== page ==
The Bayou Bridge pipeline project proposes to connect the controversial Dakota Access pipeline, which transports volatile and explosive Bakken crude oil from North Dakota, to refineries in St. James Parish and export terminals, forming the southern leg of the Bakken Pipeline. Energy Transfer Partners owns both the Dakota Access Pipeline and the proposed Bayou Bridge Pipeline.
The Atchafalaya Basin is one of the nation’s ecological crown jewels. Its bottomland hardwoods, cypress swamps, bayous and backwater lakes are some of the country’s most productive wildlife habitats—home to 45 species of mammals, 250 species of birds and 40 species of reptiles—and a vital part of the region’s economy, with tourism and travel expenditures that exceed $400 million annually.
The proposed pipeline threatens to further degrade forested swamps in the Atchafalaya Basin, and destroy wild crawfish habitat by making permanent illegal spoil banks that are already destroying swamps along the Bayou Bridge pipeline right-of-way. Before any more pipelines are built in the Basin, the U.S. Army Corps of Engineers needs to enforce existing permits and bring illegal rights-of-way back into compliance.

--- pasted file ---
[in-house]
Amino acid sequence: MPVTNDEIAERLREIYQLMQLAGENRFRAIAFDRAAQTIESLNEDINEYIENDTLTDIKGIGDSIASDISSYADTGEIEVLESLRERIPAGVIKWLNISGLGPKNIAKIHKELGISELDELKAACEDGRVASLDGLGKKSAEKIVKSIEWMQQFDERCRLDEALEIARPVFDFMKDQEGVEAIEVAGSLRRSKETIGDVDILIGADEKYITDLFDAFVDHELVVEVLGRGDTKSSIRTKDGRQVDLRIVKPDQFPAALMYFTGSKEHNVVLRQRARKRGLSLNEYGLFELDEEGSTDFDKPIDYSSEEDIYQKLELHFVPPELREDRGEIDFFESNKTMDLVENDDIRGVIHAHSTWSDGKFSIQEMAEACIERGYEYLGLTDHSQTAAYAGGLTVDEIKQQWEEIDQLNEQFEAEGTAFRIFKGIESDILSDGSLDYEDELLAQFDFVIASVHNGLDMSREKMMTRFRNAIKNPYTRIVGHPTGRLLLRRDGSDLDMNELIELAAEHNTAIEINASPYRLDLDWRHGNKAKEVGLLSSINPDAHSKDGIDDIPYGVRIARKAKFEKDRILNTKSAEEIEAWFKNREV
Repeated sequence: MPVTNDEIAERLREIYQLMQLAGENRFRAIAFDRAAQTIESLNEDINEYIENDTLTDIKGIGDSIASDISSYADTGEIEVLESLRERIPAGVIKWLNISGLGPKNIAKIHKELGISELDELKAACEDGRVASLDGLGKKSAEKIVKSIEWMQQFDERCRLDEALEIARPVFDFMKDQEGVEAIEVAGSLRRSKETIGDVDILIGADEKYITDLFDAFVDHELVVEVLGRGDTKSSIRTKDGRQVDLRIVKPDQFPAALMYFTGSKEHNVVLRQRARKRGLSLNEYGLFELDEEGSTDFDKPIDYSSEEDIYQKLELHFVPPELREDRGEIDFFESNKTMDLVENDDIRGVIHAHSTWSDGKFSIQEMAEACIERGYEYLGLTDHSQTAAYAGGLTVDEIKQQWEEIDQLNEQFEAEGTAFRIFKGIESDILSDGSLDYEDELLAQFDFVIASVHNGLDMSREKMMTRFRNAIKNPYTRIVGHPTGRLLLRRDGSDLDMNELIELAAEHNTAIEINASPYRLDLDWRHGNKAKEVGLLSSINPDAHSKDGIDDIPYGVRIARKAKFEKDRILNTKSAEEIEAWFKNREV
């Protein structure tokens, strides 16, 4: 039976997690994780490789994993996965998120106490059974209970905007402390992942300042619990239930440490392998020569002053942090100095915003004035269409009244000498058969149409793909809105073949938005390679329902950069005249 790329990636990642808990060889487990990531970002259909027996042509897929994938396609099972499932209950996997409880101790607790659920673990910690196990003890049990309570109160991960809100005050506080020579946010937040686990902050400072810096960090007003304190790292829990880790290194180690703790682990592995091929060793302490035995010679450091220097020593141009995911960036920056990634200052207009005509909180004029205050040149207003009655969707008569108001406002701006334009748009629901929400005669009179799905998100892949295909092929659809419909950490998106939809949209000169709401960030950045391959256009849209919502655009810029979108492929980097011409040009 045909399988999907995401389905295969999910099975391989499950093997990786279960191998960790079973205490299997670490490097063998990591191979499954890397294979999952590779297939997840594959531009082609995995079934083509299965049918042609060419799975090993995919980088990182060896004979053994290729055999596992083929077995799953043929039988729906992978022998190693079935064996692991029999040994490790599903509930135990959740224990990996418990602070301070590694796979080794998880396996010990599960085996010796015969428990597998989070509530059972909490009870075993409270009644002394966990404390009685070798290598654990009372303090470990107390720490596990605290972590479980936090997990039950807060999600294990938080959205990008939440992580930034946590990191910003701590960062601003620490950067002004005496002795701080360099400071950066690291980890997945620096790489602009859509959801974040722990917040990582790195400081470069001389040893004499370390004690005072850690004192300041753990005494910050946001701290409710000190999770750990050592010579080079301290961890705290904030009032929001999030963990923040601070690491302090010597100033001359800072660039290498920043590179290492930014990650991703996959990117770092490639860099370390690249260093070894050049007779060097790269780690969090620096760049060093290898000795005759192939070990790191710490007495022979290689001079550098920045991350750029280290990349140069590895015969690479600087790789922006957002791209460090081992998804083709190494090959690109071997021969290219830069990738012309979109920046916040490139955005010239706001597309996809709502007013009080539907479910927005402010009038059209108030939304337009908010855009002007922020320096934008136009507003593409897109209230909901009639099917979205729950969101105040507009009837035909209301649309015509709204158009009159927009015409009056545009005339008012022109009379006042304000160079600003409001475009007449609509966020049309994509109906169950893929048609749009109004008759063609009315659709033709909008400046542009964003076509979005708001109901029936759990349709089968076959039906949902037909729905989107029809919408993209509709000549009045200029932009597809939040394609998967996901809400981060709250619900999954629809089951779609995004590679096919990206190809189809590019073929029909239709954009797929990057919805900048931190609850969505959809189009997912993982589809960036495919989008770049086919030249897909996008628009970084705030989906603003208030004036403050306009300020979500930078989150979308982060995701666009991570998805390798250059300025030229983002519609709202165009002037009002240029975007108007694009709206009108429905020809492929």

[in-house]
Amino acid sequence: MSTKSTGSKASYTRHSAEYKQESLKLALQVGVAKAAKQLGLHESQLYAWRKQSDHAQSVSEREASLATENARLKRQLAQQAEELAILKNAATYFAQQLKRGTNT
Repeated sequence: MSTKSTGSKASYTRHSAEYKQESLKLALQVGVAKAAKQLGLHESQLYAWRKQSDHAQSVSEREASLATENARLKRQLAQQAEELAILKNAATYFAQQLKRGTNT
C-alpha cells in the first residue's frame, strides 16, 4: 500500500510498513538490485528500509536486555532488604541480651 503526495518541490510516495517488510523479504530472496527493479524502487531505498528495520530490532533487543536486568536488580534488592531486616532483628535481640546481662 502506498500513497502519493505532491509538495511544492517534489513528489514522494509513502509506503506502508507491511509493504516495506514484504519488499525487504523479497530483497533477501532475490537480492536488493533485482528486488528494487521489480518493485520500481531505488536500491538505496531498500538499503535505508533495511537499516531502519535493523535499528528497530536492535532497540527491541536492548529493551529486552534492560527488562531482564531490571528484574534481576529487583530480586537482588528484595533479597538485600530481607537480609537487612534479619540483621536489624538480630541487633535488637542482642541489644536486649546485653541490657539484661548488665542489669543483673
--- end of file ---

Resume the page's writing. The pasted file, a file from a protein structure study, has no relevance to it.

The overall health of the basin would be threatened by potential leaks and spills—a routine occurrence for old and new pipelines. One study revealed an average of 20 major spills occur in Louisiana each year. In addition, federal data shows that Energy Transfer Partners and its subsidiary Sunoco Inc. were responsible for 329 “significant” pipeline incidents across the country in the last decade.
Despite repeated requests for adequate environmental review, the Corps issued permits and authorizations for the Bayou Bridge pipeline on December 14, 2017 without requiring an Environmental Impact Statement—a violation of the Clean Water Act and National Environmental Policy Act, according to a legal complaint filed by Atchafalaya Basinkeeper, the Louisiana Crawfish Producers Association (West), Gulf Restoration Network, Waterkeeper Alliance, Sierra Club and their lawyers at Earthjustice.
The lawsuit claims that the 162-mile pipeline would pose a serious threat, with risks of oil spills into wetlands, rivers and lakes; as well as the potential for permanent destruction of invaluable cypress and tupelo river swamps.